They say Cambodia has only two seasons — wet and dry. That may be true, but there are also transition periods when it’s a little of each. The in-between season leading up to Khmer New Year is my least favourite. Hot and humid, there’s little respite from the heat day or night. I was riding my motorbike down the least appealing stretch of Ekareach Street on a particularly humid day last week when it struck me like a benign bolt of lightning: I don’t just like it here, I love Sihanoukville.
I spent most of the rest of the week wondering why. Yesterday, I got my answer. It started in the morning, when some friends invited us to Hawaii Beach for lunch. We usually go to a little place at the end of the beach. It will never make the Michelin guide with its flimsy chairs and plastic covered tables, but it beats the plastic atmosphere of far more upmarket restaurants by miles. Where else can you sit in the shade of a natural umbrella and watch squirrels play in the branches above your head or take 10 steps into balmy seas to go for a dip after lunch?
How’s this for a setting?
Our friends didn’t speak much English, so I had plenty of time to daydream during the meal while they chatted with Sopheak. It occurred to me then that one reason I love it here is because I feel so comfortable with Cambodians. I used to try too hard to communicate with our friends, but now I just enjoy their company and they seem to enjoy mine.
I got pulled over by the police the other day for not having my lights on. Fair enough, but I didn’t have any money to pay the whopping $1 fine. No problem. I went on my way, got money out of the ATM, had breakfast and paid them on the way back home. “Accuun (thank you), Papa,” the policeman smiled as I rode away. Getting pulled over by the police in Sihanoukville is a far-cry from being pulled over in Australia or the U.S.
The sandy road fronting Hawaii beach leaves something to be desired, but that’s just one more thing I like about it: it’s sand, not hot asphalt and the surface forces everyone to drive slowly. As a bonus, the restaurants at the far end fill up more slowly than those closer to the entrance and the trees haven’t been chopped down to make way for parking areas. This is what it looks like:
Sihanoukville: The International City
Other cities brag about their “international flavour,” but I’ve never been to a more truly international city than Sihanoukville. Last year, tourist numbers topped a million for the first time. Over half of them were Cambodian, but the other half was a nearly equal mix of Chinese, Korean, Japanese, Thai, Vietnamese, European, Russian, Australian, American and just about every other country. We watched a Ukrainian belly dancer perform on Valentine’s Day and had dinner with an American and two delightful Siberian couples last week. A Crimean sat down and had a beer with us the other night. He didn’t speak much English, but we were able to communicate enough for me to learn that he was relieved that Crimea chose to become part of Russia rather than the Ukraine.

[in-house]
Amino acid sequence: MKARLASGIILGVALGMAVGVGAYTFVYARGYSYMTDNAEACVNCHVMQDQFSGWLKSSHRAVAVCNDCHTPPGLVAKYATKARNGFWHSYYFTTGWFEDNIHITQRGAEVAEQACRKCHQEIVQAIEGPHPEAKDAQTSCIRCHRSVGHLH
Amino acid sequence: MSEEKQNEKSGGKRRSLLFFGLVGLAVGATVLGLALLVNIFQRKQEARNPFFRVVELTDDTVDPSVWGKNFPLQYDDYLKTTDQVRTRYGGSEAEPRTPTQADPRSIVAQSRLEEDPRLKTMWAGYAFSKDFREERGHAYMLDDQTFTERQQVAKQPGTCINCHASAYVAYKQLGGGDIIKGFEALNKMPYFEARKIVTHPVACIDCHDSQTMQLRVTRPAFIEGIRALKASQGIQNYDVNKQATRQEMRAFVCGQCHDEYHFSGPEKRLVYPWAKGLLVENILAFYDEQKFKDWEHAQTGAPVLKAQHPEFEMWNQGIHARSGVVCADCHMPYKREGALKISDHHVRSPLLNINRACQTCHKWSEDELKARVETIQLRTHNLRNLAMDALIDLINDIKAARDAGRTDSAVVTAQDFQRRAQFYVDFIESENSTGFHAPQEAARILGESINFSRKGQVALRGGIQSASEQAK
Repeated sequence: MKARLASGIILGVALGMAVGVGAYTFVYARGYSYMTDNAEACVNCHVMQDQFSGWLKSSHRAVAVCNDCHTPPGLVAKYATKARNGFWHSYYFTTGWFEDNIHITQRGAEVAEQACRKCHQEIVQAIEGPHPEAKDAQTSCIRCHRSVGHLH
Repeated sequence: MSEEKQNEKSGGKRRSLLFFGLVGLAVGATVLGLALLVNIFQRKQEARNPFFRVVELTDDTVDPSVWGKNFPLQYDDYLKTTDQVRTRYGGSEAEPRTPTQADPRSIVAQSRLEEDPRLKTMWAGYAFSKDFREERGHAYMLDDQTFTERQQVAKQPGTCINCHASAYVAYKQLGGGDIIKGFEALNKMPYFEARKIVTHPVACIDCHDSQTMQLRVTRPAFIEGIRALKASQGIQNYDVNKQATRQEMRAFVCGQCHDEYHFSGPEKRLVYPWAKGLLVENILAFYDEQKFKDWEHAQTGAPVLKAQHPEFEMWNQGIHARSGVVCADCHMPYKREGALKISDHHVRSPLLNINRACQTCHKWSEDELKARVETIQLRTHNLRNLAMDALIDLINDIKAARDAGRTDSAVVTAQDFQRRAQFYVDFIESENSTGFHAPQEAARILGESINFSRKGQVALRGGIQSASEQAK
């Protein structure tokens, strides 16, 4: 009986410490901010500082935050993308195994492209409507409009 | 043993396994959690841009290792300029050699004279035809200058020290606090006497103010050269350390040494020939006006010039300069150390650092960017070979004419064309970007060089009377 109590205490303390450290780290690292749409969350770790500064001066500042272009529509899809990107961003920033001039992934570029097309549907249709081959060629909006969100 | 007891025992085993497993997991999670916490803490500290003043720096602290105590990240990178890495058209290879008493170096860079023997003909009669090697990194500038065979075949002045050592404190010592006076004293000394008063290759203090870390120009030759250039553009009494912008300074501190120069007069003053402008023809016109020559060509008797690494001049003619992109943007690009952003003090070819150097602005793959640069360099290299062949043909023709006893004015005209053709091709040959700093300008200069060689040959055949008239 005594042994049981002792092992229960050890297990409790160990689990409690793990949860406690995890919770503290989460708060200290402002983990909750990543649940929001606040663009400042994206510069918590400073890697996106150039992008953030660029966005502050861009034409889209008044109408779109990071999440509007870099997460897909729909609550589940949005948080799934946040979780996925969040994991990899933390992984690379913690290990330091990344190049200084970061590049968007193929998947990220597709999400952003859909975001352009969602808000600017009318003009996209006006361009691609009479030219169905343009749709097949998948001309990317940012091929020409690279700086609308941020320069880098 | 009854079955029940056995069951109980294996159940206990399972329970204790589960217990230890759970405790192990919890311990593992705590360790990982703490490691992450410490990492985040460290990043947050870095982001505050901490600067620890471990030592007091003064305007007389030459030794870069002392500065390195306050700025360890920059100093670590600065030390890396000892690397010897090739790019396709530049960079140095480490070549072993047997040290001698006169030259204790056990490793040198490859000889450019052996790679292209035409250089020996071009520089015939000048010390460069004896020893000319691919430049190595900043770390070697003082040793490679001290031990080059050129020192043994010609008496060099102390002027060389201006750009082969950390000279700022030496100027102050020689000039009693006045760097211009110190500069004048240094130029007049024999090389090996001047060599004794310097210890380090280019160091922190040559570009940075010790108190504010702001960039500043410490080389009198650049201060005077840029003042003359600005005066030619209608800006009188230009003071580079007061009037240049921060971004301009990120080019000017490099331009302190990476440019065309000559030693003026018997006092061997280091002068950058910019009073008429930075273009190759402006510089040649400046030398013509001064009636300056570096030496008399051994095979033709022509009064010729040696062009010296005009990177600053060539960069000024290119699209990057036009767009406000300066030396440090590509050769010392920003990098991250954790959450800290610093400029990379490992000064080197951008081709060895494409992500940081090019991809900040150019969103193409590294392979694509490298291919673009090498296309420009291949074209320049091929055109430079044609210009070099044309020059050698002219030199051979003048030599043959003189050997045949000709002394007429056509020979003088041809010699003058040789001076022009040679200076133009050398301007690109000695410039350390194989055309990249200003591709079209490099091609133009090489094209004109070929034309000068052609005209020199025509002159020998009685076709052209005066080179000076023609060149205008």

Having such an international mix of expats pays big bonuses when it comes to dining. Off the top of my head, I can think of several authentic Italian, French, Indian, Mexican (Southern California style), Greek, and Japanese restaurants and cafes in town, not to mention some great Khmer restaurants. Some of them have sprung up in just the past few years, since Sihanoukville has become more popular. I complain about its growth sometimes, but have to admit I do appreciate the wider variety of restaurants in town and the improved facilities.
All of the above is good, but it still didn’t quite tell me why I love it here.
I was supposed to go to my weekly writing workshop yesterday, but got a flat tyre on the way home from Hawaii beach and by the time I got it fixed it was too late, so I skipped it and went to Escape for a snack instead. I ran into a friend there who loves it here as much as I do. Somewhere along the line, I mentioned the Welcome post in my new blog, in which I wrote about the worker on the neighbouring property who cooked a dog that had been hit by a car. That would have shocked me seven years ago, but I am more shocked now by Western supermarkets, the sanitising of imperialistic wars by the media and the institutionalised corruption of wealthy governments, corporations and financial institutions.
After my brief rant, my friend summed it up for me:
“It’s real here,” he said.
That hit the nail on the head. Cambodians are by and large real people. Like most real people, they are friendly, hospitable and unpretentious. Sure, there are exceptions, but even what’s bad about the country is right there on the surface rather than hidden behind the scenes.
There’s more to how I’ve come to love Sihanoukville and Cambodia than I can summarise in a short blog. That’s why I’m working on a book. Living here has been an ongoing learning and unlearning process. Hopefully I can share that process with readers in my book and give them a little unique insight into Cambodia and Cambodians. I had to shed a lot of preconceptions and prejudices to get to this point, but it’s been worth it. I feel more real now than I did before and as a consequence, feel more a part of the family of humanity than I ever felt when I saw the world through Western eyes.
In the meantime, my blog will have to do. Sorry I sound so harshly critical of Westerners sometimes. I don’t hate us as much as it might seem, but we do drive me nuts. Like other Westerners, I came here thinking I had something to offer Cambodia. Now I’ve learned that Cambodia has so much more to offer us. Once we learn that, then maybe we can share what’s good about our culture with them and stop trying to mould Cambodia (and other “Third World” countries) into our image.